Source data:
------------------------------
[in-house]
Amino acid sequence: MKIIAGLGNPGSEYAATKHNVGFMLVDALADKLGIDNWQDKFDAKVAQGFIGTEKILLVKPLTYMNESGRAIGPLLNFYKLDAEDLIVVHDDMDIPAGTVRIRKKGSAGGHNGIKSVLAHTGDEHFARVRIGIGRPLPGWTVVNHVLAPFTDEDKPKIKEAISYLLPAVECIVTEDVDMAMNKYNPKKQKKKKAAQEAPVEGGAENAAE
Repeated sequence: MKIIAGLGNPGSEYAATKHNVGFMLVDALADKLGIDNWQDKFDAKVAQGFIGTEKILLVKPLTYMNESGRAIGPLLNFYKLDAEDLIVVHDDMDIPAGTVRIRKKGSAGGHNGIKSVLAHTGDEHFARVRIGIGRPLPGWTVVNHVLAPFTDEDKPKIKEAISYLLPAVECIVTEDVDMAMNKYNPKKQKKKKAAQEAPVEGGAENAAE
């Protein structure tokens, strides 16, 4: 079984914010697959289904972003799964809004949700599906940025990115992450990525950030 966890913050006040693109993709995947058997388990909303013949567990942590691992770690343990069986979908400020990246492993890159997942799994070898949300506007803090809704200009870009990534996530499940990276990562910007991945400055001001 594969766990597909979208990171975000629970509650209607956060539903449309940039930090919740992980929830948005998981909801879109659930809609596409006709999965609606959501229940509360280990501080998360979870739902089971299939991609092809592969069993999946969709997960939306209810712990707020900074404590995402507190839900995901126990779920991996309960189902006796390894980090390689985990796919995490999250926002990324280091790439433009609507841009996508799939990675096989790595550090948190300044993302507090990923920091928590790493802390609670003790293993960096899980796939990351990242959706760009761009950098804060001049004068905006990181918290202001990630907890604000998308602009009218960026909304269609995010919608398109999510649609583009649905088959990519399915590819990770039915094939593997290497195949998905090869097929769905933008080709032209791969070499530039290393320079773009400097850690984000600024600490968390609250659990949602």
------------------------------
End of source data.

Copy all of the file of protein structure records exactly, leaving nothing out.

[in-house]
Amino acid sequence: MKIIAGLGNPGSEYAATKHNVGFMLVDALADKLGIDNWQDKFDAKVAQGFIGTEKILLVKPLTYMNESGRAIGPLLNFYKLDAEDLIVVHDDMDIPAGTVRIRKKGSAGGHNGIKSVLAHTGDEHFARVRIGIGRPLPGWTVVNHVLAPFTDEDKPKIKEAISYLLPAVECIVTEDVDMAMNKYNPKKQKKKKAAQEAPVEGGAENAAE
Repeated sequence: MKIIAGLGNPGSEYAATKHNVGFMLVDALADKLGIDNWQDKFDAKVAQGFIGTEKILLVKPLTYMNESGRAIGPLLNFYKLDAEDLIVVHDDMDIPAGTVRIRKKGSAGGHNGIKSVLAHTGDEHFARVRIGIGRPLPGWTVVNHVLAPFTDEDKPKIKEAISYLLPAVECIVTEDVDMAMNKYNPKKQKKKKAAQEAPVEGGAENAAE
């Protein structure tokens, strides 16, 4: 079984914010697959289904972003799964809004949700599906940025990115992450990525950030 966890913050006040693109993709995947058997388990909303013949567990942590691992770690343990069986979908400020990246492993890159997942799994070898949300506007803090809704200009870009990534996530499940990276990562910007991945400055001001 594969766990597909979208990171975000629970509650209607956060539903449309940039930090919740992980929830948005998981909801879109659930809609596409006709999965609606959501229940509360280990501080998360979870739902089971299939991609092809592969069993999946969709997960939306209810712990707020900074404590995402507190839900995901126990779920991996309960189902006796390894980090390689985990796919995490999250926002990324280091790439433009609507841009996508799939990675096989790595550090948190300044993302507090990923920091928590790493802390609670003790293993960096899980796939990351990242959706760009761009950098804060001049004068905006990181918290202001990630907890604000998308602009009218960026909304269609995010919608398109999510649609583009649905088959990519399915590819990770039915094939593997290497195949998905090869097929769905933008080709032209791969070499530039290393320079773009400097850690984000600024600490968390609250659990949602």